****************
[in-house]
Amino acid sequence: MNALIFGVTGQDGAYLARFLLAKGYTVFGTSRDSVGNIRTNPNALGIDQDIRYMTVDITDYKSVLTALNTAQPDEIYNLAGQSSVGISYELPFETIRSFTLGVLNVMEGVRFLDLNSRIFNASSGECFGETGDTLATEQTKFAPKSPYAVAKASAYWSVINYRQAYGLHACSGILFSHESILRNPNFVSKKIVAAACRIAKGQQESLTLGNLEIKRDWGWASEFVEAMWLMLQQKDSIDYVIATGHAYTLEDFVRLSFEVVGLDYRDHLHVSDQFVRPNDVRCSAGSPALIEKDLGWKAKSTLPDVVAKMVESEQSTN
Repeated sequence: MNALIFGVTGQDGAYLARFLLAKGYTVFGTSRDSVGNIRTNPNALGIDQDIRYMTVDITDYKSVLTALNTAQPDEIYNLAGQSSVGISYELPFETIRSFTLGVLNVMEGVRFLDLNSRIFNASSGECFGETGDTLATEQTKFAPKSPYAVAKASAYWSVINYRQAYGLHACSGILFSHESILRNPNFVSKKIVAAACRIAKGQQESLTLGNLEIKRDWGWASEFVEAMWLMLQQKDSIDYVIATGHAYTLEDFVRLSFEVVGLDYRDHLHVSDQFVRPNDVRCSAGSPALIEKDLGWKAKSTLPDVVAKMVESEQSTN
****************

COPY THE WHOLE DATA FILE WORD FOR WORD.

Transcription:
[in-house]
Amino acid sequence: MNALIFGVTGQDGAYLARFLLAKGYTVFGTSRDSVGNIRTNPNALGIDQDIRYMTVDITDYKSVLTALNTAQPDEIYNLAGQSSVGISYELPFETIRSFTLGVLNVMEGVRFLDLNSRIFNASSGECFGETGDTLATEQTKFAPKSPYAVAKASAYWSVINYRQAYGLHACSGILFSHESILRNPNFVSKKIVAAACRIAKGQQESLTLGNLEIKRDWGWASEFVEAMWLMLQQKDSIDYVIATGHAYTLEDFVRLSFEVVGLDYRDHLHVSDQFVRPNDVRCSAGSPALIEKDLGWKAKSTLPDVVAKMVESEQSTN
Repeated sequence: MNALIFGVTGQDGAYLARFLLAKGYTVFGTSRDSVGNIRTNPNALGIDQDIRYMTVDITDYKSVLTALNTAQPDEIYNLAGQSSVGISYELPFETIRSFTLGVLNVMEGVRFLDLNSRIFNASSGECFGETGDTLATEQTKFAPKSPYAVAKASAYWSVINYRQAYGLHACSGILFSHESILRNPNFVSKKIVAAACRIAKGQQESLTLGNLEIKRDWGWASEFVEAMWLMLQQKDSIDYVIATGHAYTLEDFVRLSFEVVGLDYRDHLHVSDQFVRPNDVRCSAGSPALIEKDLGWKAKSTLPDVVAKMVESEQSTN